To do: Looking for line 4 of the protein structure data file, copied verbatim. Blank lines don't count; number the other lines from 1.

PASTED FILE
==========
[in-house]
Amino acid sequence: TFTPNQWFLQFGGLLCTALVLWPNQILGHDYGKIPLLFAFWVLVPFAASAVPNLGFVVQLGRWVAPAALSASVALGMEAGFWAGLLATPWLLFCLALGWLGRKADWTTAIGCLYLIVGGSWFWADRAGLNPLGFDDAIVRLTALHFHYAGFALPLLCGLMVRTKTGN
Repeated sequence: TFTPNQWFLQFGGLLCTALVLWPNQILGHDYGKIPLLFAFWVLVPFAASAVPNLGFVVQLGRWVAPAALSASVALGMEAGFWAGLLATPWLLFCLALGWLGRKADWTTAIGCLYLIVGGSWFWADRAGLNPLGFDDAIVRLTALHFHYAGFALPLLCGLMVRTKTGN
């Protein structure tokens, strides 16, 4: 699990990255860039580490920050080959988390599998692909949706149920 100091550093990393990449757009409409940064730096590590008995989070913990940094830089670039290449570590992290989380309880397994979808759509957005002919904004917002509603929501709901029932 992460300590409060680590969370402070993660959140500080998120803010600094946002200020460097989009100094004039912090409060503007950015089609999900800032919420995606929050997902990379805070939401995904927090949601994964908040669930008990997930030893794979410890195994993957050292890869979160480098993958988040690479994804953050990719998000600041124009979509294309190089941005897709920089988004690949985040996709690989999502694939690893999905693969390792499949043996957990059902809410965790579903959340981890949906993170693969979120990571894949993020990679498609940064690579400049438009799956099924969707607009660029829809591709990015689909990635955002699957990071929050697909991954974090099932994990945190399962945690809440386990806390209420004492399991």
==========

């Protein structure tokens, strides 16, 4: 699990990255860039580490920050080959988390599998692909949706149920 100091550093990393990449757009409409940064730096590590008995989070913990940094830089670039290449570590992290989380309880397994979808759509957005002919904004917002509603929501709901029932 992460300590409060680590969370402070993660959140500080998120803010600094946002200020460097989009100094004039912090409060503007950015089609999900800032919420995606929050997902990379805070939401995904927090949601994964908040669930008990997930030893794979410890195994993957050292890869979160480098993958988040690479994804953050990719998000600041124009979509294309190089941005897709920089988004690949985040996709690989999502694939690893999905693969390792499949043996957990059902809410965790579903959340981890949906993170693969979120990571894949993020990679498609940064690579400049438009799956099924969707607009660029829809591709990015689909990635955002699957990071929050697909991954974090099932994990945190399962945690809440386990806390209420004492399991």